A second tweak that helps make MFA more resilient to these kinds of attacks is replacing a universal confirmation signal (such as a static PIN) with notifications that are specific to the login attempt in question. Many providers, including Microsoft, plan to switch to a number matching method for MFA: Instead of tapping confirm and entering their PIN, users are shown a number on the login screen and must enter the same number in the Authenticator app.

The advantage of the number matching approach is that users cannot grant access by accident since they don’t have the information necessary to complete the request.


Educate Your Employees

The best way to stop MFA fatigue attacks in their tracks is to make sure your staff knows what to look out for and how to respond. While most people have no trouble recognizing that something is wrong when their phone is continually buzzing with authentication attempts, they may not know what to do about this problem. Make sure that, on top of educating your employees on basic cybersecurity habits, they also know who to turn to for guidance. This way, your IT staff can walk them through the next steps, such as changing passwords on affected services.


Ease Login Fatigue

The more MFA requests your users have to answer every day, the more likely it becomes for a fraudulent prompt to slip by unnoticed. To make sure that your staff remains attentive, it can help to reduce the overall number of logins they have to perform by switching to a single-sign on (SSO) solution, passwordless authentication or a federated identity system.


Reduce Your Attack Surface With IAM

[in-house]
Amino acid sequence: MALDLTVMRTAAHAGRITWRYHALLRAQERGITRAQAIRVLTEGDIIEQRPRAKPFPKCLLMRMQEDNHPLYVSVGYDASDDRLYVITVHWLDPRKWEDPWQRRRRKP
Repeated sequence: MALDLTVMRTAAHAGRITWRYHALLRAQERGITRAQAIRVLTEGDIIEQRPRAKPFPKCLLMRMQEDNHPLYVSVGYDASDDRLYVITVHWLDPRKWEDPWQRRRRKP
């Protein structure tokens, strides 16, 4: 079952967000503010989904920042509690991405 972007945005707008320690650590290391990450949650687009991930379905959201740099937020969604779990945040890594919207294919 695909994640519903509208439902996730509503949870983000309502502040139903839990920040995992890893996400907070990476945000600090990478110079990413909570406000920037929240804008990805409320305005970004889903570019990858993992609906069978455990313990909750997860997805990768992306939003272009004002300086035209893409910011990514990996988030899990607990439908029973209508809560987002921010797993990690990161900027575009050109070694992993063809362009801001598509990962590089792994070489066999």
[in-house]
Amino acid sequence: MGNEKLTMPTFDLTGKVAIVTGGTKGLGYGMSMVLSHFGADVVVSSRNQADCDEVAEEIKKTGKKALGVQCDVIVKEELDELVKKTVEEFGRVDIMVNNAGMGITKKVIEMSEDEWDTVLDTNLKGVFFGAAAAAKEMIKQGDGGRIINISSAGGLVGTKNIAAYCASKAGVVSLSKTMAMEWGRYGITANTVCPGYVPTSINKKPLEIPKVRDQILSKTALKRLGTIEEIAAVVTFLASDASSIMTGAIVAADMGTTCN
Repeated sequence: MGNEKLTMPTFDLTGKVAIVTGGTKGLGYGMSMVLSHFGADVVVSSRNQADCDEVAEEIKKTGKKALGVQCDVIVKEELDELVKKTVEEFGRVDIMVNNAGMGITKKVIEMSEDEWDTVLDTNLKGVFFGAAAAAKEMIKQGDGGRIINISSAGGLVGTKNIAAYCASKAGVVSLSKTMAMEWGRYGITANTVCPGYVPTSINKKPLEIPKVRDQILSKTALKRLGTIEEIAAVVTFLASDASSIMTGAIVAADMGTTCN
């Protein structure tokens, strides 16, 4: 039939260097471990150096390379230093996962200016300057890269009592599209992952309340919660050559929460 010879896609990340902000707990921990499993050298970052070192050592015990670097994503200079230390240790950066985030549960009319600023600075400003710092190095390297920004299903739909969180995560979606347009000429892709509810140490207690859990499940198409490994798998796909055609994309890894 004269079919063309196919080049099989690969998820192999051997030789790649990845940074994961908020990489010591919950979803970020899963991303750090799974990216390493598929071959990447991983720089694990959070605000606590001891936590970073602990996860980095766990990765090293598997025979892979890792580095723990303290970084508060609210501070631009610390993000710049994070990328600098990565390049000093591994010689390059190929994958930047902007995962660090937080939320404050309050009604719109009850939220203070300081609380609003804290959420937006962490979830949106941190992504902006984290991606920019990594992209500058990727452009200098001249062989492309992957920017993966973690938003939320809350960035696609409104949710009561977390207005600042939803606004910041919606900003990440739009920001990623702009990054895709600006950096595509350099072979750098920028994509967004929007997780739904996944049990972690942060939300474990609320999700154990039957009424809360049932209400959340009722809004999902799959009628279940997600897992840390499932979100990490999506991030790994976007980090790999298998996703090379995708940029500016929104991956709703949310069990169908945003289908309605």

One of the most effective ways to lower the risk of fraudulent logins is to reduce the number of accounts your admins need to manage and protect. While most organizations have a process in place for providing new users with all the accounts and applications they need (i.e. user provisioning), many have no such procedure for removing accounts that are no longer necessary. This leads to a gradual build-up of orphaned accounts, whose owners have left the organization or switched to another department, but whose tokens, MFA apps and devices may have never been disabled.

Unfortunately, account maintenance can be a cumbersome and error-prone process, especially since different departments often forget to notify IT admins of relevant changes. To ensure that user accounts are kept up to date across all systems, identity & access management solutions like tenfold provide a central platform that lets you automate these kinds of adjustments.

IAM not only makes user and permission management faster and easier, but also helps you implement cybersecurity best practices such as zero trust and least privilege access. In combination with automatic user and privilege management, regular access reviews ensure that no one in your organization is left with access to resources they do not need. Learn more about the advantages of tenfold.

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About the Author: Joe Köller

Joe Köller is tenfold’s Content Manager and responsible for the IAM Blog, where he dives deep into topics like compliance, cybersecurity and digital identities. From security regulations to IT best practices, his goal is to make challenging subjects approachable for the average reader. Before joining tenfold, Joe covered games and digital media for many years.